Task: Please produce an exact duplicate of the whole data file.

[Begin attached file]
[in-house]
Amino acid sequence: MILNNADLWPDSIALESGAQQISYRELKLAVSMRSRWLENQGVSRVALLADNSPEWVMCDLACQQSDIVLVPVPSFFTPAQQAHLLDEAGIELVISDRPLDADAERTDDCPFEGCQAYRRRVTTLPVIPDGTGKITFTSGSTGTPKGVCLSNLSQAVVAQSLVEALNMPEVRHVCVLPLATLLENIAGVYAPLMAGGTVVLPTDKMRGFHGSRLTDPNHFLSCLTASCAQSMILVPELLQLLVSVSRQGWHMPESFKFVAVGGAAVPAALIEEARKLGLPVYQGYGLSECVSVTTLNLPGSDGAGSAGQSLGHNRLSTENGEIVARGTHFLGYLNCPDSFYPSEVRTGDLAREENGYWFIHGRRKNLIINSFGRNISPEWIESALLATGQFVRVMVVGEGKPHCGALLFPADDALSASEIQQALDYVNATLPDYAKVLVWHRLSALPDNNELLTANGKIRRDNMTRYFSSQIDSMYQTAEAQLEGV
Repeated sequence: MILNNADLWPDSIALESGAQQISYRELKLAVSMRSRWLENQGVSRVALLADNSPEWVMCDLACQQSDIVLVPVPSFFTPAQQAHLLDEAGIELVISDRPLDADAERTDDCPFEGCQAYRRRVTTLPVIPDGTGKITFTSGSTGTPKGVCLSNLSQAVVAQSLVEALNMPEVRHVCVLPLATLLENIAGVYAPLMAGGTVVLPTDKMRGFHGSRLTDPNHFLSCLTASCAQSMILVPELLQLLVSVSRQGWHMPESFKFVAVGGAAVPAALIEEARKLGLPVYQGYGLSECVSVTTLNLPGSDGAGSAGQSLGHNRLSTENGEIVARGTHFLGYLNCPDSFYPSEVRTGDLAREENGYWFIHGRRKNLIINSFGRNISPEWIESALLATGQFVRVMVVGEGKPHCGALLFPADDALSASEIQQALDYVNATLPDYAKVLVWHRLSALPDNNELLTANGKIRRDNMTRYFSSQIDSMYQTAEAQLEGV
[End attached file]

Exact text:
[in-house]
Amino acid sequence: MILNNADLWPDSIALESGAQQISYRELKLAVSMRSRWLENQGVSRVALLADNSPEWVMCDLACQQSDIVLVPVPSFFTPAQQAHLLDEAGIELVISDRPLDADAERTDDCPFEGCQAYRRRVTTLPVIPDGTGKITFTSGSTGTPKGVCLSNLSQAVVAQSLVEALNMPEVRHVCVLPLATLLENIAGVYAPLMAGGTVVLPTDKMRGFHGSRLTDPNHFLSCLTASCAQSMILVPELLQLLVSVSRQGWHMPESFKFVAVGGAAVPAALIEEARKLGLPVYQGYGLSECVSVTTLNLPGSDGAGSAGQSLGHNRLSTENGEIVARGTHFLGYLNCPDSFYPSEVRTGDLAREENGYWFIHGRRKNLIINSFGRNISPEWIESALLATGQFVRVMVVGEGKPHCGALLFPADDALSASEIQQALDYVNATLPDYAKVLVWHRLSALPDNNELLTANGKIRRDNMTRYFSSQIDSMYQTAEAQLEGV
Repeated sequence: MILNNADLWPDSIALESGAQQISYRELKLAVSMRSRWLENQGVSRVALLADNSPEWVMCDLACQQSDIVLVPVPSFFTPAQQAHLLDEAGIELVISDRPLDADAERTDDCPFEGCQAYRRRVTTLPVIPDGTGKITFTSGSTGTPKGVCLSNLSQAVVAQSLVEALNMPEVRHVCVLPLATLLENIAGVYAPLMAGGTVVLPTDKMRGFHGSRLTDPNHFLSCLTASCAQSMILVPELLQLLVSVSRQGWHMPESFKFVAVGGAAVPAALIEEARKLGLPVYQGYGLSECVSVTTLNLPGSDGAGSAGQSLGHNRLSTENGEIVARGTHFLGYLNCPDSFYPSEVRTGDLAREENGYWFIHGRRKNLIINSFGRNISPEWIESALLATGQFVRVMVVGEGKPHCGALLFPADDALSASEIQQALDYVNATLPDYAKVLVWHRLSALPDNNELLTANGKIRRDNMTRYFSSQIDSMYQTAEAQLEGV